Weight Watchers is changing its name to WW and adopting a new tagline, "Wellness that works," as it responds to changing views on healthy lifestyles.
The brand is rolling out a new visual identity, including a logo, color palette, typeface, and photography style on Monday. It will appear on an updated version of the WW app from October 4 and in a campaign launching in late December.
The revamp follows Gail Tifford's appointment as chief brand officer in March.
Alongside the brand update, WW is launching upgrades to its digital experience. It will roll out on Alexa and Google Assistant on a trial basis, allowing users to use their voice to look up points for food items and receive updates and add points to their own points tracking.
As part of a shift away from a traditional focus on slimming and towards a more rounded idea of wellness, WW has partnered with Headspace, embedding its meditation service in the WW app. Caroline Pay, former joint chief creative officer at Grey London, joined Headspace earlier this year as chief creative officer.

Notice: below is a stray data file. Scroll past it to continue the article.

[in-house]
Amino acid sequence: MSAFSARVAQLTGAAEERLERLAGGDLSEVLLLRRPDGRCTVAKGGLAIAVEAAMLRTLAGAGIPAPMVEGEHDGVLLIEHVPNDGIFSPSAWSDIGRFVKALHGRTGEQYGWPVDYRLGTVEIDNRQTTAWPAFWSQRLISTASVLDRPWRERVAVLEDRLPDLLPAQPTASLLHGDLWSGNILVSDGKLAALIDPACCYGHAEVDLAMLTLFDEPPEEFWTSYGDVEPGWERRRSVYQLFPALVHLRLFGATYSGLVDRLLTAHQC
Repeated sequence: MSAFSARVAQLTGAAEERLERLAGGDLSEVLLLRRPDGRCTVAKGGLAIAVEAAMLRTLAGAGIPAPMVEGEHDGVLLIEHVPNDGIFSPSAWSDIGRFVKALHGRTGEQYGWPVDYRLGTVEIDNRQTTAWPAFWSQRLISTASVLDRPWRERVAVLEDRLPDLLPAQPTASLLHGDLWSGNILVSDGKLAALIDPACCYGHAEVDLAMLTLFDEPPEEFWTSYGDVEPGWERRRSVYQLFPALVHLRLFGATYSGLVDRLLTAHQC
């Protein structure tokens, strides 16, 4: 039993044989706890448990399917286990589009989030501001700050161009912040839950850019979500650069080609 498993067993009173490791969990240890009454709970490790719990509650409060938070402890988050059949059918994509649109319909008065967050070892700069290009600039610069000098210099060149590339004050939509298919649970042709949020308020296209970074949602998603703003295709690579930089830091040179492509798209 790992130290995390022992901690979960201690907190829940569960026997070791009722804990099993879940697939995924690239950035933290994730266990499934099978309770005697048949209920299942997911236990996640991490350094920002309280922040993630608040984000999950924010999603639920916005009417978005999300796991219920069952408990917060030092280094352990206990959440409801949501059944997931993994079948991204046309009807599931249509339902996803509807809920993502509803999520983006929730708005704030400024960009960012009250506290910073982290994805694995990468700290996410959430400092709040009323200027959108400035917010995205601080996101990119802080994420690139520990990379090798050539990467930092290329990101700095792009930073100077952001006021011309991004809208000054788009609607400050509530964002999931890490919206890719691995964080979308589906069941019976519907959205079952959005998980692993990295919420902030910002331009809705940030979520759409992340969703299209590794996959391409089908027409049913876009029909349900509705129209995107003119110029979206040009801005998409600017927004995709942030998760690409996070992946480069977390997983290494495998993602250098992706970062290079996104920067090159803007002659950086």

WW is also updating its FitPoints system to encourage choices that have the greatest impact on an individual’s health and wellness. It will be tailored to each user within their app.
Moreover, WW is introducing Connect Groups, a social feature in the app that will allow users to connect with others who share their dietary needs, life stage, and preferred activities.
There will also be a shift in the WW product range, with a greater number of products containing no artificial sweeteners, flavours, colors, or preservatives launching in January.
"We are committed to always being the best weight-management program on the planet, but now we’re putting our decades of knowledge and expertise in behavioral science to work for an even greater mission," said Mindy Grossman, president and chief executive of WW. "We are becoming the world’s partner in wellness. No matter what your goal is – to lose weight, eat healthier, move more, develop a positive mindset, or all of the above – we will deliver science-based solutions that fit into people’s lives."
This story first appeared on campaignlive.co.uk.